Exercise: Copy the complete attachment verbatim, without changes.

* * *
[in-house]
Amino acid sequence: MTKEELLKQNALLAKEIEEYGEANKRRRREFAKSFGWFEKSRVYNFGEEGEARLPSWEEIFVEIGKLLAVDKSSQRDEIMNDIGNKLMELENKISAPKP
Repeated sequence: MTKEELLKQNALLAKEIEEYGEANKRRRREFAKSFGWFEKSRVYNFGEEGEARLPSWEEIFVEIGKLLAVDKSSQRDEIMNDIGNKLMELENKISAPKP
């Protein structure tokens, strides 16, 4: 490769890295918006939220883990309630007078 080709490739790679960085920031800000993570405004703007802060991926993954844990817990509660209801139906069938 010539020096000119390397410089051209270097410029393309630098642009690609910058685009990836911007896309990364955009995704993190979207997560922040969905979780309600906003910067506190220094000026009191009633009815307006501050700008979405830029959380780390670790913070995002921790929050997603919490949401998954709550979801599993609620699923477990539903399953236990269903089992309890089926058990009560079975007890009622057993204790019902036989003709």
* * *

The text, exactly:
[in-house]
Amino acid sequence: MTKEELLKQNALLAKEIEEYGEANKRRRREFAKSFGWFEKSRVYNFGEEGEARLPSWEEIFVEIGKLLAVDKSSQRDEIMNDIGNKLMELENKISAPKP
Repeated sequence: MTKEELLKQNALLAKEIEEYGEANKRRRREFAKSFGWFEKSRVYNFGEEGEARLPSWEEIFVEIGKLLAVDKSSQRDEIMNDIGNKLMELENKISAPKP
């Protein structure tokens, strides 16, 4: 490769890295918006939220883990309630007078 080709490739790679960085920031800000993570405004703007802060991926993954844990817990509660209801139906069938 010539020096000119390397410089051209270097410029393309630098642009690609910058685009990836911007896309990364955009995704993190979207997560922040969905979780309600906003910067506190220094000026009191009633009815307006501050700008979405830029959380780390670790913070995002921790929050997603919490949401998954709550979801599993609620699923477990539903399953236990269903089992309890089926058990009560079975007890009622057993204790019902036989003709």